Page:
Sixers Update Andrew Bynum's Knee Status: Maybe By Christmas

Sixers Update Andrew Bynum's Knee Status: Maybe By Christmas

The Philadelphia 76ers sent out an update on the status of Andrew Bynum's knee this morning and it doesn't look like you'll get to see the big man suit up for the Sixers until around Christmas at the earliest. According to the update, which you can read in full below, Bynum had an MRI on Monday, November 5th, and was reevaluated by his doctor shortly there after.

[Read Andrew's analysis of the Bynum status update here]

The key line of the update reads, "If the current prognosis holds unchanged, Bynum
would be cleared to resume normal basketball activity by
approximately December 10." He'd then need an additional 1-4 weeks to get into playing shape. But note the salvo there that says "if the current prognosis holds unchanged."

So, maybe you could get an All-Star center in your stocking this Christmas. But maybe not.

The Sixers' full update:


The Philadelphia 76ers continue to be cautious
in projecting an on-court date for the return of Andrew Bynum, and are
carefully listening to the team of medical professionals who are closely
monitoring the healing of Bynum's knee. In mid-September 2012, Bynum suffered a bone
bruise of his right knee. He was examined at that time by Dr. David W.
Altchek of New York's Hospital for Special Surgery, Bynum's longtime
personal doctor who is acting as the lead orthopedist
in caring for Andrew's knee. It was initially communicated to the
Sixers that Bynum should refrain from basketball activity for a period
of four weeks to allow the knee to heal. His knee was re-evaluated on
October 22 by Dr. Altchek, who extended by an additional
four weeks to November 19 the time for Andrew to refrain from basketball activity. Andrew received a fresh MRI and was seen again by Dr. Altchek this past week on Monday, November 5. At that evaluation, Dr. Altcheck extended
Andrew's return date for a second time by an additional three weeks.
However, in what the Sixers believe is an optimistic sign, Dr. Altchek
also indicated that Andrew could immediately resume
low impact exercise. Low impact exercise for a period of two weeks is
to be followed by three weeks of conditioning on an anti-gravity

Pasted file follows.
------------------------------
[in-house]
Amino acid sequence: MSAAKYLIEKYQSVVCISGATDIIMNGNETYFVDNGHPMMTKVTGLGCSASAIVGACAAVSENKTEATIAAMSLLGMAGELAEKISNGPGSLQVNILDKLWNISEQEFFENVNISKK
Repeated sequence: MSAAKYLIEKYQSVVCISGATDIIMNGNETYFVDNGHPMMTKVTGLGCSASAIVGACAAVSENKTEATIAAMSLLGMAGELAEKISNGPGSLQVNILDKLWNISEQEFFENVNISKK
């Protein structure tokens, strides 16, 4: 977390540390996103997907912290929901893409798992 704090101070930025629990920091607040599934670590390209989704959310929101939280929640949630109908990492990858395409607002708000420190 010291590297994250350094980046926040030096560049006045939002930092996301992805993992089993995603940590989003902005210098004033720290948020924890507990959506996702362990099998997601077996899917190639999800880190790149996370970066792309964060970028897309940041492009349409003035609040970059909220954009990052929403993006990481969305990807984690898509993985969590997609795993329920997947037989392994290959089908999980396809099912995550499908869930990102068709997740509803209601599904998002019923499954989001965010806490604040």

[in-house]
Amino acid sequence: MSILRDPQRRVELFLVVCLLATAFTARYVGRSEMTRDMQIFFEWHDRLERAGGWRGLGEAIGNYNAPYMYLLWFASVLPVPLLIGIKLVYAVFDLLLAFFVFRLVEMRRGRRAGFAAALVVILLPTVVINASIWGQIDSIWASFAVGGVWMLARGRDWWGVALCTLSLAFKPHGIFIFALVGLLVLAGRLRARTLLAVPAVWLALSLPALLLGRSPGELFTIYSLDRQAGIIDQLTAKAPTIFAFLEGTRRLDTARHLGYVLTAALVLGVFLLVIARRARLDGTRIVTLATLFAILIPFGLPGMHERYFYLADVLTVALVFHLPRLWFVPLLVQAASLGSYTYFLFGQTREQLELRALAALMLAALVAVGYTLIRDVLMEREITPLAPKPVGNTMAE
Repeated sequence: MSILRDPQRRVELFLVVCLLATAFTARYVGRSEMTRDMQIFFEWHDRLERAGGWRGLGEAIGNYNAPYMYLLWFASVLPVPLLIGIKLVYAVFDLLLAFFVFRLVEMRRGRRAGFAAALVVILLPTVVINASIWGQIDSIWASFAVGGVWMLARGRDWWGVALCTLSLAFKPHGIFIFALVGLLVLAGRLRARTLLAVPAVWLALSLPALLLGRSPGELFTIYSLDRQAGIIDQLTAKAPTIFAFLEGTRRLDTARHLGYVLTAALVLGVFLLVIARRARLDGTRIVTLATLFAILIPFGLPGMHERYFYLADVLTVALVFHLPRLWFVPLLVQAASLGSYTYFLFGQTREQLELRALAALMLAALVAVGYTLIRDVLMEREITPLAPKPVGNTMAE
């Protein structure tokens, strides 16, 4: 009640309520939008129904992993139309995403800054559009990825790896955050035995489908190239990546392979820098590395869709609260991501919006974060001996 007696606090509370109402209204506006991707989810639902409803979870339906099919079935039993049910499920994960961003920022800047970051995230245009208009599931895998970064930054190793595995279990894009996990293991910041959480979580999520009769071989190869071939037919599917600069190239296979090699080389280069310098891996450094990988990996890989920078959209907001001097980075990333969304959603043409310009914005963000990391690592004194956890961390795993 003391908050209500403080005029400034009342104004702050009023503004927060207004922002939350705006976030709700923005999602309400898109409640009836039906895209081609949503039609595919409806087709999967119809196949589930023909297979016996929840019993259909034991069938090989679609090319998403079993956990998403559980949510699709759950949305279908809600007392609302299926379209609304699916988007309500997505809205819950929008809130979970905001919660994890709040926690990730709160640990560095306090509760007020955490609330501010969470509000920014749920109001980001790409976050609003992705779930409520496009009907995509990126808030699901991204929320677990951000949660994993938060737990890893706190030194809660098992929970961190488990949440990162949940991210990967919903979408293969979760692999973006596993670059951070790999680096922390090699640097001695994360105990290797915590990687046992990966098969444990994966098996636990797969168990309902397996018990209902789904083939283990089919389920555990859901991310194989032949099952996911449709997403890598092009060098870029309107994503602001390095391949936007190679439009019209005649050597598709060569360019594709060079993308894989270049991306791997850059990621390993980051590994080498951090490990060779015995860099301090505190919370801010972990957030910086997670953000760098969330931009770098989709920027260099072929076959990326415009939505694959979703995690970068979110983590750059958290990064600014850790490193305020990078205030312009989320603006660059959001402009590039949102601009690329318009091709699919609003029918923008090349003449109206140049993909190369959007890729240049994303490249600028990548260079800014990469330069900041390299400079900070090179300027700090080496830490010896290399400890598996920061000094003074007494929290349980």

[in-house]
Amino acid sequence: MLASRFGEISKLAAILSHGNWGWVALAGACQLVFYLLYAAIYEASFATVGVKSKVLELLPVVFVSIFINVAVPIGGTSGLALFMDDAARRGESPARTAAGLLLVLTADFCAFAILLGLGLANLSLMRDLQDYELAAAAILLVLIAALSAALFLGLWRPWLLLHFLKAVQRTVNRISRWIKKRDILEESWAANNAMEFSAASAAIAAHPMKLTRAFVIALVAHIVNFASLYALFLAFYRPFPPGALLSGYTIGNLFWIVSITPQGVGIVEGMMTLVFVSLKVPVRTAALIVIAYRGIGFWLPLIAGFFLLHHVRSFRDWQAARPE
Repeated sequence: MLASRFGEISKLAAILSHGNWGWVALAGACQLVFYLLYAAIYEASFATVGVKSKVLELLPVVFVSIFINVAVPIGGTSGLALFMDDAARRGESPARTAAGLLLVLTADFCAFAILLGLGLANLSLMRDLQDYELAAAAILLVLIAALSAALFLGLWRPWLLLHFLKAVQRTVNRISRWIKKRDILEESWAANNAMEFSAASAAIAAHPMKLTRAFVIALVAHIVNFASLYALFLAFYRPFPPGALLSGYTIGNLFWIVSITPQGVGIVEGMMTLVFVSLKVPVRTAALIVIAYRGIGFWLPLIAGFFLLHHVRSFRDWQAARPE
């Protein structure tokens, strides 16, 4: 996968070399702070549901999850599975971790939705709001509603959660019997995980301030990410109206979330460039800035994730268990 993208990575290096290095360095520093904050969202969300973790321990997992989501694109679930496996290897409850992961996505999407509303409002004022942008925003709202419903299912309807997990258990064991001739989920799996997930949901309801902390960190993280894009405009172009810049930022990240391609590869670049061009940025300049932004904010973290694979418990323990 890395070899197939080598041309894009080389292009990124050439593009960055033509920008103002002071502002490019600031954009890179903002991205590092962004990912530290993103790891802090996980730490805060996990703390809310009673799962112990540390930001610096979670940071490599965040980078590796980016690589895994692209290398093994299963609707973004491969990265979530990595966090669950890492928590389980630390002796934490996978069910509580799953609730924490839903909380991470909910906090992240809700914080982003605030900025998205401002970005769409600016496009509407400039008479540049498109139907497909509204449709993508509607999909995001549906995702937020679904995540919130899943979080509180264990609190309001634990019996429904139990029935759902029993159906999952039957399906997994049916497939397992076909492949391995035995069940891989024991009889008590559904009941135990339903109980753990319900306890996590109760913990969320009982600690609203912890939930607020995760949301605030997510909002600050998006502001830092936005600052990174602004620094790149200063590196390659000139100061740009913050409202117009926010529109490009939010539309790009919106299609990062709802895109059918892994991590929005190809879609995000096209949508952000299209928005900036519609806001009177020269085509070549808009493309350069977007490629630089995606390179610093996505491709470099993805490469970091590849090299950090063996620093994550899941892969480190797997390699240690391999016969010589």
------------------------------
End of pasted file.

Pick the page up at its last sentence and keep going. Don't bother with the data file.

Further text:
treadmill.  The doctors and the team will be closely watching how
Bynum's knee responds during this five week regimen. Upon
successful completion, Bynum is expected to be able to resume normal
basketball activity.  If the current prognosis holds unchanged, Bynum
would be cleared to resume normal basketball activity by
approximately December 10.
In addition, the team estimates that Bynum in
turn will need an additional 1-4 weeks thereafter for conditioning,
training and practice before being able to resume game play with
significant minutes. Tony DiLeo, the 76ers General Manager said, "We
know that Sixers fans are eager to see Andrew Bynum play and shine in a
76ers uniform. We also know that no one is more eager to see Andrew play
for the Sixers than Andrew himself. He fully
realizes the key contribution he can make to the team. Hopefully, that
day is coming soon."


Joel Embiid unhappy with how Sixers handled injury updates

Joel Embiid unhappy with how Sixers handled injury updates

CAMDEN, N.J. -- Joel Embiid will miss the next four games and is slated to return March 3 against the Knicks in Philadelphia, so long as he is symptom-free. While Embiid wants to play as soon as possible, he’s just glad there is now a definitive timetable announced.

Prior to Thursday, the team had not announced a specific timeframe.

“I wasn’t too happy with the way it was kind of handled before,” Embiid said. “I saw the day-to-day part. I was told that I was going to miss at least two or three weeks. So I wasn’t happy with the way it was handled.

“I thought keeping my name out there was going to just like literally have people think about me all the time instead of just saying when I was going to be back. So I’m happy that they did that today and they said that I’m out for the next four games.”

Embiid suffered a left knee contusion on Jan. 22 against the Trail Blazers. He sat out three games and returned on Jan. 27 to play the Rockets. He has not played since then, sitting out the last eight games.

An MRI also revealed Embiid has a slight tear in his meniscus, which is not thought to be related to the contusion.

Embiid went through a full practice on Thursday for the first time, he estimated, in four or five weeks. (Wednesday’s practice was not intense.) According to the Sixers, they are encouraged by the progress Embiid showed but do not feel he is game-ready. Team doctors are holding him out the next four games to minimize the risk of aggravating his knee. In order for him to be cleared, Embiid has to be symptom-free.